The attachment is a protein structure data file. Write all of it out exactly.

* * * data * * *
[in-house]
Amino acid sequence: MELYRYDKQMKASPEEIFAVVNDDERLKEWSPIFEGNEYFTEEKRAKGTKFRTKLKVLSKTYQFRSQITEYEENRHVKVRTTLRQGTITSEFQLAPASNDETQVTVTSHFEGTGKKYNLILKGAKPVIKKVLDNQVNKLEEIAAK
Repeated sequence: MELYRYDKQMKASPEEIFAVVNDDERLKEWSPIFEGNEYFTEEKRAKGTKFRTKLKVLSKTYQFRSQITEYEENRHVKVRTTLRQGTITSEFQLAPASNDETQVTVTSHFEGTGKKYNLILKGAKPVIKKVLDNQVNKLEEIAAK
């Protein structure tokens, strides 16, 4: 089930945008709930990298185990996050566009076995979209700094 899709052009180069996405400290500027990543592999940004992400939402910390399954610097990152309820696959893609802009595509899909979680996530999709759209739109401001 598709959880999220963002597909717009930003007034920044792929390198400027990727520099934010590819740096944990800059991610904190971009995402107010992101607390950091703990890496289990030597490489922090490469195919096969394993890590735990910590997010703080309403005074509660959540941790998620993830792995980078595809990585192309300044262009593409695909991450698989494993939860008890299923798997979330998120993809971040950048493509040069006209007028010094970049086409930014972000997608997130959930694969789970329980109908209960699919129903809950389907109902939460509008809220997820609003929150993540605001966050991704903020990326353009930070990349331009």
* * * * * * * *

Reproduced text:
[in-house]
Amino acid sequence: MELYRYDKQMKASPEEIFAVVNDDERLKEWSPIFEGNEYFTEEKRAKGTKFRTKLKVLSKTYQFRSQITEYEENRHVKVRTTLRQGTITSEFQLAPASNDETQVTVTSHFEGTGKKYNLILKGAKPVIKKVLDNQVNKLEEIAAK
Repeated sequence: MELYRYDKQMKASPEEIFAVVNDDERLKEWSPIFEGNEYFTEEKRAKGTKFRTKLKVLSKTYQFRSQITEYEENRHVKVRTTLRQGTITSEFQLAPASNDETQVTVTSHFEGTGKKYNLILKGAKPVIKKVLDNQVNKLEEIAAK
């Protein structure tokens, strides 16, 4: 089930945008709930990298185990996050566009076995979209700094 899709052009180069996405400290500027990543592999940004992400939402910390399954610097990152309820696959893609802009595509899909979680996530999709759209739109401001 598709959880999220963002597909717009930003007034920044792929390198400027990727520099934010590819740096944990800059991610904190971009995402107010992101607390950091703990890496289990030597490489922090490469195919096969394993890590735990910590997010703080309403005074509660959540941790998620993830792995980078595809990585192309300044262009593409695909991450698989494993939860008890299923798997979330998120993809971040950048493509040069006209007028010094970049086409930014972000997608997130959930694969789970329980109908209960699919129903809950389907109902939460509008809220997820609003929150993540605001966050991704903020990326353009930070990349331009």